In re Soho 25 A Road Map for Lenders on Perfecting Interests in Rents

A recent bankruptcy decision in the United States Bankruptcy Court for the Southern District of New York has provided a useful road map for lenders seeking to perfect their interest in an assignment of a borrower’s rents and, conversely, a cautionary tale for borrowers who may seek to utilize the protections of the Bankruptcy Code to reorganize.
In Soho 25 Retail, LLC v. Bank of America, N.A. as trustee for the Registered Holders of GS Mortgage Securities Corporation II (In re Soho 25 Retail, LLC) (Hon. Sean H. Lane presiding),1 the Bankruptcy Court addressed the issue of whether the rents from certain debtor-owned real estate were property of the bankruptcy estate or property of the lender by virtue of an assignment of rents executed by the parties.
The debtor in Soho 25 was a single-asset real estate entity that owned condominium units serving as ground floor retail space. The property was leased by the debtor to three commercial tenants. In July 2006, the debtor borrowed $8.5 million from a mortgage lender, secured by an amended and restated promissory note, a mortgage and an assignment of leases and rents (the “Assignment” and together with the note and mortgage, the “Loan Documents”). The language of the Assignment was characterized by the bankruptcy court as “expansive.”2 Among other reasons, the Assignment contained language immediately authorizing the lender or its agents to collect the rents, but provided the debtor with a “revocable license” to enjoy the rights of a lessor under the leases provided there was no event of default. The Assignment also contained other language indicating that the lender’s rights were broader than a mere security interest. For example, the Assignment provided that: As part of the consideration for the Debt, [the debtor] does hereby absolutely and unconditionally assign to [the lender] all right, title and interest of [the debtor] in all present and future Leases and Rents, and this Assignment constitutes a present and absolute assignment and is intended to be unconditional and not an assignment for additional security only. It is further intended that it not be necessary for [the lender] to institute legal proceedings, absent any requirements of law or regulation to the contrary, to enforce the provisions hereof.3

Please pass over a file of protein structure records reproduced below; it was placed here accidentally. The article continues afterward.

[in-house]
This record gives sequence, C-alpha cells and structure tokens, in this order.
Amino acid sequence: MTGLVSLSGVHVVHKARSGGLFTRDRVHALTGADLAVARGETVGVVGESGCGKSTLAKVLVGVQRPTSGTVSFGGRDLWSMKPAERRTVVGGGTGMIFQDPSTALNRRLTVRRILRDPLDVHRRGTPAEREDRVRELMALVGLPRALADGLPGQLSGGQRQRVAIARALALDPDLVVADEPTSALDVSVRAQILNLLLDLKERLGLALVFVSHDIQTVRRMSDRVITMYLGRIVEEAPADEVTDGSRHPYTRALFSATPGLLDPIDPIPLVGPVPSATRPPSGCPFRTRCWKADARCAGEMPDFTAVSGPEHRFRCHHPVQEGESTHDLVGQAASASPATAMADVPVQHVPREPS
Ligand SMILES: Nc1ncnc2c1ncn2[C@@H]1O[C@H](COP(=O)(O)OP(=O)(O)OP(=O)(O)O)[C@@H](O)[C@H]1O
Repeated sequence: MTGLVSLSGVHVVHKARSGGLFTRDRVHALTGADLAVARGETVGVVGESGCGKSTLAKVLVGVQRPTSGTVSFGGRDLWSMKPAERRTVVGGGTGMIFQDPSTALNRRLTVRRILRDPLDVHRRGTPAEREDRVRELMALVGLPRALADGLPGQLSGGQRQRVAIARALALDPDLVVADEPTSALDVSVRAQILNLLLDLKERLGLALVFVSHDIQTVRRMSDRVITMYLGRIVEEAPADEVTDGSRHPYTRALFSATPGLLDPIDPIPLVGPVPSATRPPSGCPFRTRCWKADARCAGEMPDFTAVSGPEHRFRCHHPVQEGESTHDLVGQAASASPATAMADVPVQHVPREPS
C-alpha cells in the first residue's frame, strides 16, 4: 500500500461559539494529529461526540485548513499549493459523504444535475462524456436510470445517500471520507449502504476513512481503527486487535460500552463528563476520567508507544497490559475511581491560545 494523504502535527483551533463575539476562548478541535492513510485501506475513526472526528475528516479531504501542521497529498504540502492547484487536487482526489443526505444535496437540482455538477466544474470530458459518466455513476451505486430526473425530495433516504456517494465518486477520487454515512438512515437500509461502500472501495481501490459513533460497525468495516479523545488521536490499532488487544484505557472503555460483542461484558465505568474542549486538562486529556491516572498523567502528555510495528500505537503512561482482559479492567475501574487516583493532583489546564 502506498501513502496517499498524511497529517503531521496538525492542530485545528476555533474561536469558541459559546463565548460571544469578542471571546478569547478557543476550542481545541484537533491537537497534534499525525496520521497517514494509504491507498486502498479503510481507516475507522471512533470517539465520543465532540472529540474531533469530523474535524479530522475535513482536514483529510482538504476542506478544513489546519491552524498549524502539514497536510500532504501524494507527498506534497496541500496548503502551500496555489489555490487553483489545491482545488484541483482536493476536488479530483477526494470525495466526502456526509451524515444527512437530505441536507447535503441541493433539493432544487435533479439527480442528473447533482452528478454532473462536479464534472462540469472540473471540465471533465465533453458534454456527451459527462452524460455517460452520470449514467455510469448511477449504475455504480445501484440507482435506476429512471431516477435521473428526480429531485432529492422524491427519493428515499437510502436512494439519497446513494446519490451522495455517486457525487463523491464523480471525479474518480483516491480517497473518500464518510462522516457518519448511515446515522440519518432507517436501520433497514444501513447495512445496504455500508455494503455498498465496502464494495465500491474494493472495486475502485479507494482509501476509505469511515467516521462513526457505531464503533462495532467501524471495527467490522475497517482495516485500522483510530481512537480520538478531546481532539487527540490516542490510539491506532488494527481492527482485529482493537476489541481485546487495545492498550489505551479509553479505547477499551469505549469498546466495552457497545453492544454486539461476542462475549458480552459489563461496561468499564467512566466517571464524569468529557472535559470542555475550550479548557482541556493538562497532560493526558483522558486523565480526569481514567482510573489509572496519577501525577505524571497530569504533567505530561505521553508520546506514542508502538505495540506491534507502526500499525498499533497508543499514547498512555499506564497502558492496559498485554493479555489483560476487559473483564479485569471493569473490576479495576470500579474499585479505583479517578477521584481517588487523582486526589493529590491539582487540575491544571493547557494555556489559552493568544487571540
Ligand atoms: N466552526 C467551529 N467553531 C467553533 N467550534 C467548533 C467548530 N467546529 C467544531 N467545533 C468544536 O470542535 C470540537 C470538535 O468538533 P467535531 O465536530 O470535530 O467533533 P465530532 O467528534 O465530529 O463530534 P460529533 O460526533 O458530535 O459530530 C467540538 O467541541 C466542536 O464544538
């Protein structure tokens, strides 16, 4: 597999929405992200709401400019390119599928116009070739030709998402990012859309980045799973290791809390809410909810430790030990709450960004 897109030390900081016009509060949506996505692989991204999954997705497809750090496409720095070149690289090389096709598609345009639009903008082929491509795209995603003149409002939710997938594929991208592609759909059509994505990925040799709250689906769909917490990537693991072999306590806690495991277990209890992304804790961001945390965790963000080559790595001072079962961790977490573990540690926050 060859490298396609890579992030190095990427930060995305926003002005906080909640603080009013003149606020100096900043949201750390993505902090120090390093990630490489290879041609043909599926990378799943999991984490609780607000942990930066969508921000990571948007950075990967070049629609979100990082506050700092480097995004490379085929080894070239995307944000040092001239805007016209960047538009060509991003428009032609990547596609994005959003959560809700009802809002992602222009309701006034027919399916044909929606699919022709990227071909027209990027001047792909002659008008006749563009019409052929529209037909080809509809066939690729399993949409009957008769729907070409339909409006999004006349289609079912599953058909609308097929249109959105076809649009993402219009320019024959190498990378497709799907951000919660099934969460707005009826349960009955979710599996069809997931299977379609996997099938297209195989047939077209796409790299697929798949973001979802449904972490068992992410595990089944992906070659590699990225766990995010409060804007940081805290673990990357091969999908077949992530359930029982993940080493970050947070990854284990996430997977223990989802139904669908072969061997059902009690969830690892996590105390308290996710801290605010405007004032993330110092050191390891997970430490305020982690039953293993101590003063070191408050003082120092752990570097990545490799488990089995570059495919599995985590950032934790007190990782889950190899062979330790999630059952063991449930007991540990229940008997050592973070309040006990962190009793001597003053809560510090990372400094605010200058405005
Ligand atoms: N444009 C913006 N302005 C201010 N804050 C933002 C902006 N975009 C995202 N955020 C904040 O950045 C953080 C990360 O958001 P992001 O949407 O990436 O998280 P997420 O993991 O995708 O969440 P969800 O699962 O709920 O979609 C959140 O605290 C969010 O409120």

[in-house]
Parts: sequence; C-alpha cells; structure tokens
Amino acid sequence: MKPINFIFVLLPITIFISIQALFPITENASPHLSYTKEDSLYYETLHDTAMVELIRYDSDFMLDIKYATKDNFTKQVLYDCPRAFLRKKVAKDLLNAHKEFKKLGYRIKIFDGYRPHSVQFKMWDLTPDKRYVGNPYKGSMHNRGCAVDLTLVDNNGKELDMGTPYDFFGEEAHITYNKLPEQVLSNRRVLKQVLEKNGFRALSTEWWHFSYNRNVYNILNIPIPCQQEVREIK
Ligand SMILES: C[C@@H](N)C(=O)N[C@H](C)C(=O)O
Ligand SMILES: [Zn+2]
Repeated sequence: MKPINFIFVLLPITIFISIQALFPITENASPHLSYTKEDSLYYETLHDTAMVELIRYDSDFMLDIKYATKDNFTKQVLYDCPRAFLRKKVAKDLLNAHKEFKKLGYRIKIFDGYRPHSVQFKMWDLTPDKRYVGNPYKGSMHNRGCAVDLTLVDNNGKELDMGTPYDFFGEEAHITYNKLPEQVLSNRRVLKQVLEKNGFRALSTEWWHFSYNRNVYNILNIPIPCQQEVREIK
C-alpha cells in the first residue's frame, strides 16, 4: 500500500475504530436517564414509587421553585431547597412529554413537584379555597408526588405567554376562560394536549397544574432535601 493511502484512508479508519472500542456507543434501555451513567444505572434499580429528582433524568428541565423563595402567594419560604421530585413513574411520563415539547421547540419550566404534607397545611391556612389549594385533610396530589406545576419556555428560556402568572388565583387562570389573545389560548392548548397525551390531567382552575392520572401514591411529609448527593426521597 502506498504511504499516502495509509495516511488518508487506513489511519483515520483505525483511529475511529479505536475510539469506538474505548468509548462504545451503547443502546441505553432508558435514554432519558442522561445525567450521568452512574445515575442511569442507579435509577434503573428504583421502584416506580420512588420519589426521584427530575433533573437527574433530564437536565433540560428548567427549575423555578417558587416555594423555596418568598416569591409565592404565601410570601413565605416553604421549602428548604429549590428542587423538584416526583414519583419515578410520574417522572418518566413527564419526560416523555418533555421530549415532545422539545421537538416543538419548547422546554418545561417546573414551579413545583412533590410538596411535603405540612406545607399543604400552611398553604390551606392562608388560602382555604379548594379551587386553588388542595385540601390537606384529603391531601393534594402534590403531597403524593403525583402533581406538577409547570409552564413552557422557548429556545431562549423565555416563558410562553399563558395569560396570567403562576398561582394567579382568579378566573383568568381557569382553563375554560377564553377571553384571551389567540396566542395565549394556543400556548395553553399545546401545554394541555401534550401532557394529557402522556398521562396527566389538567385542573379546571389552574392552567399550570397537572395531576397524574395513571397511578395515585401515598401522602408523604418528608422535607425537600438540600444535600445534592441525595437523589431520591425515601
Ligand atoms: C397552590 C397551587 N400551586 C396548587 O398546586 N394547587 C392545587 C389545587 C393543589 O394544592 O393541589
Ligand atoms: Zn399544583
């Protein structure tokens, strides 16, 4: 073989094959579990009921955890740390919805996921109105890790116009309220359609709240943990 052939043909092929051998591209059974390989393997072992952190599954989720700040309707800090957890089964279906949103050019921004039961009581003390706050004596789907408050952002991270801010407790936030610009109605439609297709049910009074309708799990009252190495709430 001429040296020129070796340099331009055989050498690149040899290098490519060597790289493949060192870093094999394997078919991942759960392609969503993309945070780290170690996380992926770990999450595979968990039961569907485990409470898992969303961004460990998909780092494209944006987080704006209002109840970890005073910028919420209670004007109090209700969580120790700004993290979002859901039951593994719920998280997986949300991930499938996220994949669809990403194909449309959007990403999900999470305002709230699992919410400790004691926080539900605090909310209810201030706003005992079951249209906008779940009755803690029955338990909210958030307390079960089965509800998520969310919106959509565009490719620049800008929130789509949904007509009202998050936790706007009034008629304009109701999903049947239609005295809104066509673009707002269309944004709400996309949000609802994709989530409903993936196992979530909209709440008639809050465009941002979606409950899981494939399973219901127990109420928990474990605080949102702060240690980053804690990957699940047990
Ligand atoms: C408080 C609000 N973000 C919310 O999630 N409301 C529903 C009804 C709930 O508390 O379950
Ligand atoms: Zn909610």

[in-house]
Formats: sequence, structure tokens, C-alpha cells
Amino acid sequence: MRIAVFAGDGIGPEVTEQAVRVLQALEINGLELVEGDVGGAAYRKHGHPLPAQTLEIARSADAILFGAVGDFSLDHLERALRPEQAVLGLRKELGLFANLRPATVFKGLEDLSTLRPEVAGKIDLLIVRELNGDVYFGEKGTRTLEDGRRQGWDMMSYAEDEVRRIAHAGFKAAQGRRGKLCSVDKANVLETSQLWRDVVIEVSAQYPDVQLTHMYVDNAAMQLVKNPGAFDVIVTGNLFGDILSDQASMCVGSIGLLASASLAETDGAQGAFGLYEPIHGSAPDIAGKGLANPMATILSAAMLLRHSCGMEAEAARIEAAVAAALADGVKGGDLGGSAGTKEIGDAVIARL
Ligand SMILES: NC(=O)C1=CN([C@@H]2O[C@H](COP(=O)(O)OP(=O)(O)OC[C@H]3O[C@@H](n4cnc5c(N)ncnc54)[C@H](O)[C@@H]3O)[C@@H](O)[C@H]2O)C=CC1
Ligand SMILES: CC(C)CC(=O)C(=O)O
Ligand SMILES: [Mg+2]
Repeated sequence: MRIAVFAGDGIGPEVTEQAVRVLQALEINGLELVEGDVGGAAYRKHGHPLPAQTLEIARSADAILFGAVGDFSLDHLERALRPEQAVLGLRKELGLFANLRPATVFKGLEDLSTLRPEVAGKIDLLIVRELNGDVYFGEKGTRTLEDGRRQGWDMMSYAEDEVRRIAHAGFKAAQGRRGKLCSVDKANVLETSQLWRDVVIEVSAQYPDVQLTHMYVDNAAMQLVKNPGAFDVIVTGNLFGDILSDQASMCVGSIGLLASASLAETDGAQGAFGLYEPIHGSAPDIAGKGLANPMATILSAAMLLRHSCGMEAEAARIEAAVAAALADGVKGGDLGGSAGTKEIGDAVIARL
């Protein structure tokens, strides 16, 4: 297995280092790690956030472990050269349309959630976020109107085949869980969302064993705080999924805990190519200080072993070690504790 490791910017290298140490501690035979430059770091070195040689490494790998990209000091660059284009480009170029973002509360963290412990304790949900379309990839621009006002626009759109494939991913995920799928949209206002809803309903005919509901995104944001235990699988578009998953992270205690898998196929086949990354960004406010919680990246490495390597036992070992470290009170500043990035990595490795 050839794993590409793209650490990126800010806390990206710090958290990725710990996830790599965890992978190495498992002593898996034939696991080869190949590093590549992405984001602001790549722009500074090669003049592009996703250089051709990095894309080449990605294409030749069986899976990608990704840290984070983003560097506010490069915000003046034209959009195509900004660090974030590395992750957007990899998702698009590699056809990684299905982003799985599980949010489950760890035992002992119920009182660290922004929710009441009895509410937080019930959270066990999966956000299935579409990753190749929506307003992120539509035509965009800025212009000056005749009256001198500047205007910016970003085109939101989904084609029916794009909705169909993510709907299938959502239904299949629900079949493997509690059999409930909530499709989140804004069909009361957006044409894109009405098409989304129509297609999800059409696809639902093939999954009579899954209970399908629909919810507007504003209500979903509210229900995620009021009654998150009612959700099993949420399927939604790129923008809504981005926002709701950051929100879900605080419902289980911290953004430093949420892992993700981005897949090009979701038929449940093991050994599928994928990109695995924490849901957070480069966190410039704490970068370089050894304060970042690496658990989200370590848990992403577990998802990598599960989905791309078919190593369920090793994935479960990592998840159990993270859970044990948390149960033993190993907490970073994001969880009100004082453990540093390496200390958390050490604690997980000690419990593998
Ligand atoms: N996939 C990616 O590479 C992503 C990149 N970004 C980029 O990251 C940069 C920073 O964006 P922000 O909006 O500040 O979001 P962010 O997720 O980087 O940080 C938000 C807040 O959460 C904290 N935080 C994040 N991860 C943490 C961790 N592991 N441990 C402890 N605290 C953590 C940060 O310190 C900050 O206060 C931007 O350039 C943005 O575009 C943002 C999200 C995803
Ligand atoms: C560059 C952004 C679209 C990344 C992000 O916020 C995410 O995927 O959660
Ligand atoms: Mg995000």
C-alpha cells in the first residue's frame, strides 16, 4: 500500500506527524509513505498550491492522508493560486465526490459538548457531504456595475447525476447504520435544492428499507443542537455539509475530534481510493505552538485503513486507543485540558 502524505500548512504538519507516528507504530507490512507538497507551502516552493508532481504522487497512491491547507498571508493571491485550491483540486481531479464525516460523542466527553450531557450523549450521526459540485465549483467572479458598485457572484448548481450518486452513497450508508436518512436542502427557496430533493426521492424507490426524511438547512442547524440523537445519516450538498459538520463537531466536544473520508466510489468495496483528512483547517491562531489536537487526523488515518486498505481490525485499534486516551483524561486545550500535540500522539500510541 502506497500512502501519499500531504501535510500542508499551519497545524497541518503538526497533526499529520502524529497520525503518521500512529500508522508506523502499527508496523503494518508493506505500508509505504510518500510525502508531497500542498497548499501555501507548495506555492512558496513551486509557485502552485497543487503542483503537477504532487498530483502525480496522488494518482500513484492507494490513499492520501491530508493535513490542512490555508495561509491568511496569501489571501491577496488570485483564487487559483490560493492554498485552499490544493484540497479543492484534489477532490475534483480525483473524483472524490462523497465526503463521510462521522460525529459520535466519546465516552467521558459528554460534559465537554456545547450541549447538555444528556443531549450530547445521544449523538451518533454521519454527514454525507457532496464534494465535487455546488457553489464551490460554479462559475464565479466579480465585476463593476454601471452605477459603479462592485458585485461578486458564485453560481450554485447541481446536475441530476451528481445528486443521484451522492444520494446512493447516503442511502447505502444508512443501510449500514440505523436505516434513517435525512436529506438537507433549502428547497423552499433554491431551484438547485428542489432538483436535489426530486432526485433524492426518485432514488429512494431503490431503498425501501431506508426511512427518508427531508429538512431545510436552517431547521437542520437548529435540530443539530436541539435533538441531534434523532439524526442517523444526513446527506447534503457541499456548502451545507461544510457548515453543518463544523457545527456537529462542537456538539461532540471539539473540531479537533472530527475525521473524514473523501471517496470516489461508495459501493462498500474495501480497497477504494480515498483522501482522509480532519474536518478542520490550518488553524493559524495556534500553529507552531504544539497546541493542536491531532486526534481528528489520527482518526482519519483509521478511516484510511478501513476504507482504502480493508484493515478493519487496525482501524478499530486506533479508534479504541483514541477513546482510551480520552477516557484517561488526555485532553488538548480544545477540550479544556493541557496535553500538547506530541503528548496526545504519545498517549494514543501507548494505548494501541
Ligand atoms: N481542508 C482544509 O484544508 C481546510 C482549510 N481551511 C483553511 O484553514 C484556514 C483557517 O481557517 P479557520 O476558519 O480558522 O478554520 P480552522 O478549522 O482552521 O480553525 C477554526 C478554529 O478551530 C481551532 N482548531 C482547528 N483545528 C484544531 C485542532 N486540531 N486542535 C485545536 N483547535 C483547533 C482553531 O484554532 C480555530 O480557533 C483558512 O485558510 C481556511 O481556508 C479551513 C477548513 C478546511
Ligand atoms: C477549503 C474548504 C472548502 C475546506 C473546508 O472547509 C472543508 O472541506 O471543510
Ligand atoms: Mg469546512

The Assignment also provided that upon occurrence of an event of default, the debtor irrevocably appoints the lender as its attorney-in-fact; and that the debtor’s license would be ‘immediately revoked,’ without the necessity of the lender entering upon and taking and maintaining full control of the Property in person, by agent or by court-appointed receiver.
In 2009, the debtor defaulted under the Loan Documents by failing to make timely payments and in June 2009, the lender issued a default notice. Thereafter, the lender issued letters to the debtor’s tenants instructing them to pay the lender directly. In a joint letter dated November 2, 2009, the lender and the debtor together instructed one of the tenants to pay the lender directly. On November 13, 2009, the lender commenced a foreclosure action which included a demand for appointment of a receiver of rents. A default judgment was entered against the debtor in May 2010 and a referee was appointed to ascertain and compute the amount due to the lender under the Loan Documents. A public auction to sell the debtor’s property was scheduled for September 29, 2010. On September 28, 2010, the day before the foreclosure sale, the debtor filed a voluntary petition for relief under Chapter 11 of Title 11 of the United States Code (the “Bankruptcy Code”).
The debtor filed a plan of reorganization on December 27, 2010. On January 3, 2011, the lender filed a motion for relief from the automatic stay pursuant to section 362(d) of the Bankruptcy Code to continue its foreclosure action. The Debtor filed a complaint against the lender, arguing that the lender had improperly collected the debtor’s rents after the bankruptcy filing, and opposed the lift stay motion.
The debtor vigorously argued that under New York law, an assignment of rents is not self-executing and does not become effective until a lender affirmatively asserts its rights to the rents. In support of its position, the debtor pointed to language in the Assignment, indicating that it was being given as “additional security.” The debtor also pointed to the majority of state law cases holding that an absolute assignment is not permitted under New York law, regardless of the language of the agreement.4